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"Developing a Better Business Model" - Commercial Executive Magazine

Doug Wilson knew he wanted to create a different business model when he started his namesake company 26 years ago. He had a résumé full of development projects, but having been in the real estate business for years, he knew that for a company to have longevity and withstand the ups and downs, he needed to expand the typical model for a development firm. /// He accomplished this by creating a counter-cyclical business model that allowed for Douglas Wilson Companies (DWC) to provide a wide-range of problem resolution and real estate services. This unique business model opened up more opportunities for the DWC team to impact markets in a positive way even during challenging economic times.

"Developing a Better Business Model" - Commercial Executive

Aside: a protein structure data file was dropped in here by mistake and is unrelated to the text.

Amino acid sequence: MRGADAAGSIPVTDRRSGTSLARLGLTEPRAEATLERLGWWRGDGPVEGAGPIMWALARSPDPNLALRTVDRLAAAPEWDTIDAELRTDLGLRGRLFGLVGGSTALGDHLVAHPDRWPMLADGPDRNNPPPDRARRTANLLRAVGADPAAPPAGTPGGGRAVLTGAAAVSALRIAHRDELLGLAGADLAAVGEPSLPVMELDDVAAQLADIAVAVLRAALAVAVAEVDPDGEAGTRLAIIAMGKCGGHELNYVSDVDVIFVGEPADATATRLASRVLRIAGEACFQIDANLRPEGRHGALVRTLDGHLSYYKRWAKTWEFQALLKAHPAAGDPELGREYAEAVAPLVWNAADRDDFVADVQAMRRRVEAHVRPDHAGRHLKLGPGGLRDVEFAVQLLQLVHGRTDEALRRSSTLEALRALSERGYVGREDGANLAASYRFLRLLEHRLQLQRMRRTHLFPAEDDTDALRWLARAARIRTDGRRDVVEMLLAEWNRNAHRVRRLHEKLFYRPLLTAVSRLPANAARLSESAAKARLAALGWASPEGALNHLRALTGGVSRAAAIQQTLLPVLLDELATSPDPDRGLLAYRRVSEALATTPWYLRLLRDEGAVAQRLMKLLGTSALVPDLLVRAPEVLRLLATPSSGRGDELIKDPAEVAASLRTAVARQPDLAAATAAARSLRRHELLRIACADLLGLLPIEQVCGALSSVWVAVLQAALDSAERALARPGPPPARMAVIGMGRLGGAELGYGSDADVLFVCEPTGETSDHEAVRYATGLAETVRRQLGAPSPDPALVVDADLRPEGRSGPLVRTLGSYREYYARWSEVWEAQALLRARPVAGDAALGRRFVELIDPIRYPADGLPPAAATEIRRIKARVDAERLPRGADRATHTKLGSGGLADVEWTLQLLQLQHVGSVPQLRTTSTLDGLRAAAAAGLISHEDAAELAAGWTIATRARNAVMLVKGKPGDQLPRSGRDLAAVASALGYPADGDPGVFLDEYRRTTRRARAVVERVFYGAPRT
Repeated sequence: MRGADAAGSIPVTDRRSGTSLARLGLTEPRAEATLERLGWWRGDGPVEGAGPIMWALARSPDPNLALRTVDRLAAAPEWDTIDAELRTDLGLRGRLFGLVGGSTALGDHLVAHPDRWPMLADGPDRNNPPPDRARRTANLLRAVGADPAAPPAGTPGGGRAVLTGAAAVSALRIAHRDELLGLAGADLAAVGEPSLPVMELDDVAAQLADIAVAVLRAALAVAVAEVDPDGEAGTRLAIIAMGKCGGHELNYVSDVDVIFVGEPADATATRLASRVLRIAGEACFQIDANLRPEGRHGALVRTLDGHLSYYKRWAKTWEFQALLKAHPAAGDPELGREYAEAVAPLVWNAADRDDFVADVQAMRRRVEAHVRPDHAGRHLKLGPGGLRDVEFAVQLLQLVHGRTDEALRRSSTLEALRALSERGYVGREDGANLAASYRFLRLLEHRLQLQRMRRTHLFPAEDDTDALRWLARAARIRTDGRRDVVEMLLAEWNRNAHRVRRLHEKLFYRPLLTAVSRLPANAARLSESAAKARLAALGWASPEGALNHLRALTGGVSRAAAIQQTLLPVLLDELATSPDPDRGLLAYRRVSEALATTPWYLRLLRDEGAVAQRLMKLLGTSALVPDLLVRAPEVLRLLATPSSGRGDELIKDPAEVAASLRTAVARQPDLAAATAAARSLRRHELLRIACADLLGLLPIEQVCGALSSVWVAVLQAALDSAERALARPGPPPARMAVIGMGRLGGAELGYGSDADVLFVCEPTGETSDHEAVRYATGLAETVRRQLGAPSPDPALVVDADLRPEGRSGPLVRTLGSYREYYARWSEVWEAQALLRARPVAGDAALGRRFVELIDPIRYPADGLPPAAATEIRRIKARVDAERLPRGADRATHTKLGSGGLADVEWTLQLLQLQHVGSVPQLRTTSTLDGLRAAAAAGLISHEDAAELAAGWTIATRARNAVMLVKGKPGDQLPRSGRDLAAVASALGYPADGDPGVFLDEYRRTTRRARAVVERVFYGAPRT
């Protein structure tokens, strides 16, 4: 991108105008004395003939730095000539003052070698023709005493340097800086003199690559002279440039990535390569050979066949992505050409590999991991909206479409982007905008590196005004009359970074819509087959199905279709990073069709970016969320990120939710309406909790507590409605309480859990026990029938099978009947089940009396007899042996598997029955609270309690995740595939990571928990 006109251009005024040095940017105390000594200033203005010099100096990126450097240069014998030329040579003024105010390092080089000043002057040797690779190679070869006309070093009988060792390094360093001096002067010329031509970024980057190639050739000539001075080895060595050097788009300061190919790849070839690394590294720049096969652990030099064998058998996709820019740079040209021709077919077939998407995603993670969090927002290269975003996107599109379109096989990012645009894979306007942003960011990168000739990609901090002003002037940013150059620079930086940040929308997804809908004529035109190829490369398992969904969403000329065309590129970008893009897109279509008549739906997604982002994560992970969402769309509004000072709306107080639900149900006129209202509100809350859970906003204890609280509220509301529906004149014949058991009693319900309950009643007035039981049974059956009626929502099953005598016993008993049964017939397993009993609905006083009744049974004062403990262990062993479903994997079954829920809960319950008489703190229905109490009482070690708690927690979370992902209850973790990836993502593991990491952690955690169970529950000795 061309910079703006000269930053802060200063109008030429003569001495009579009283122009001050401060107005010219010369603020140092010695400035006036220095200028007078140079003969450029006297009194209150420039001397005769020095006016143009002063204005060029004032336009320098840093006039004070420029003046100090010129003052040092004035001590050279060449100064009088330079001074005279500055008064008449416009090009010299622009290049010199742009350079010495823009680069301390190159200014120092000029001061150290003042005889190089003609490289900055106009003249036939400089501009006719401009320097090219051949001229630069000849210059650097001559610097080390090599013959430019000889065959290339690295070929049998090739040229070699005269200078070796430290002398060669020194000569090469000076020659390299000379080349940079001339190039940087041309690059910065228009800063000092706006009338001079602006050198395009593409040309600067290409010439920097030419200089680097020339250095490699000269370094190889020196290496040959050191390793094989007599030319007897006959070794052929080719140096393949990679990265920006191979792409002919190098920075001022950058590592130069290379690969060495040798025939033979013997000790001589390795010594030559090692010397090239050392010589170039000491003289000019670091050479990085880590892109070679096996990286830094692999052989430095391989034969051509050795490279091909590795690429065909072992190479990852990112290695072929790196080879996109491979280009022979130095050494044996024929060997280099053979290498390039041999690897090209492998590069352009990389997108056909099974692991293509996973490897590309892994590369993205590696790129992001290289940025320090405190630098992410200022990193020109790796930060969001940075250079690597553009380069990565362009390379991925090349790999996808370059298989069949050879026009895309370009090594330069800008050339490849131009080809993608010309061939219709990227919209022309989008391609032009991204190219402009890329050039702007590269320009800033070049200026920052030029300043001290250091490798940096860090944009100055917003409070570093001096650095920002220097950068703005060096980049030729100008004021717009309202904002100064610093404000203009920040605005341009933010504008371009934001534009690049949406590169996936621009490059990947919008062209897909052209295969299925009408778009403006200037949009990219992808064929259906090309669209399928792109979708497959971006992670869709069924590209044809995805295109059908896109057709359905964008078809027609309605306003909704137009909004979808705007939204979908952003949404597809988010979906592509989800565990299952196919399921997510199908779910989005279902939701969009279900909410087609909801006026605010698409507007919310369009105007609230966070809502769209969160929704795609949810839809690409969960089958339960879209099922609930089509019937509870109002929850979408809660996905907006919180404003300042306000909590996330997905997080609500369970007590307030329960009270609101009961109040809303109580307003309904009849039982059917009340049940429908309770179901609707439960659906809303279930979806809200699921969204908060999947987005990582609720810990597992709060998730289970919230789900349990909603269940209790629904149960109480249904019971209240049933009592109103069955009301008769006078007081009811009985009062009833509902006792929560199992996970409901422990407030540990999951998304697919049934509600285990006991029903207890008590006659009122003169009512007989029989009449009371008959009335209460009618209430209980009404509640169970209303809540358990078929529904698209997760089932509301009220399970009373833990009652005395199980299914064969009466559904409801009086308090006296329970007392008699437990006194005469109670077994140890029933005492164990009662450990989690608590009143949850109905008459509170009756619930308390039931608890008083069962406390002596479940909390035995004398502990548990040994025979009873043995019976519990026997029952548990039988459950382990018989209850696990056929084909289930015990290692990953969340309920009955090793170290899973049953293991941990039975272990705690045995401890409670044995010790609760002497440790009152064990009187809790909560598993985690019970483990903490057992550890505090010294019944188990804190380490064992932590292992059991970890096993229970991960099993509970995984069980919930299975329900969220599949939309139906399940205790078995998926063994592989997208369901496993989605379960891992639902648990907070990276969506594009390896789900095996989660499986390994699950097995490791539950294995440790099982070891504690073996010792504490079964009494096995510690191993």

The East in theWESTdeveloping a betterbusiness modelDoug Wilson (center), surrounded by his sons Nicholas Wilson (left) & Michael Wilson (right)Doug Wilson knew he wanted to create a different business model when he started his namesakecompany 26 years ago. He had a résumé full of development projects, but having been in the realestate business for years, he knew that for a company to have longevity and withstand the ups anddowns, he needed to expand the typical model for a development firm. /// He accomplished thisby creating a counter-cyclical business model that allowed for Douglas Wilson Companies (DWC)to provide a wide-range of problem resolution and real estate services. This unique businessmodel opened up more opportunities for the DWC team to impact markets in a positive wayeven during challenging economic times.dwcTo-date, that business model has resulted in DWC becoming the largest company in the U.S. for fiduciarymatters, providing problem resolution services for 1,200 individual and court-appointed cases with assetsvalued in excess of $15 billion in 35 states. Doug realized that there were a lot of transferable skills and sharedknowledge between the development industry and the problem resolution/management/consulting industry.///With DWC, he created a company that included a core group of employees, most who have been theresince day one, that are able to seamlessly work with a diverse client base. /// According to Managing DirectorNicholas Wilson, DWC’s resume of experience includes a wide variety of projects. “We like the challenge oftaking on complicated and unique projects, from managing gas stations, to running the largest tomato growingcompany in Southern California.” /// One of those unique and challenging projects was the National Oceanicand Atmospheric Administration (NOAA) headquarters in Maryland. DWC was the court-appointed receiverfor the project which was over budget and unfinished. /// Capitalizing on the varying expertise of the DWCteam members, they were able to take over the fiduciary oversight, work out the budget issues and – at thesame time – step in as the developer and complete the 268,762-square-foot, LEED certified office and researchfacility.Doug started his real estate career in Denver, but his experience as a developer was launched in San Diego whenhe and his business partner saw a need for Class A office product in the Downtown submarket. As they lookedfor opportunities for a new development, one location stood out: the site that occupied by the Fox Theater andhome to the San Diego Symphony. /// Mindful that as a developer he had a responsibility to his new community,they proposed a radical concept for the building. The proposed development included keeping the theater andincorporating it into the overall project which included a 1.2 million-SF, two-tower office and hotel complex.Overseeing the project from conception through final sale, Doug was able to develop Symphony Towers whichis considered one of the premier office and hotel complexes in downtown San Diego today.responsibilityof adeveloper16 /// commercial executive magazine © Copyright 2015 by MP Media, LLC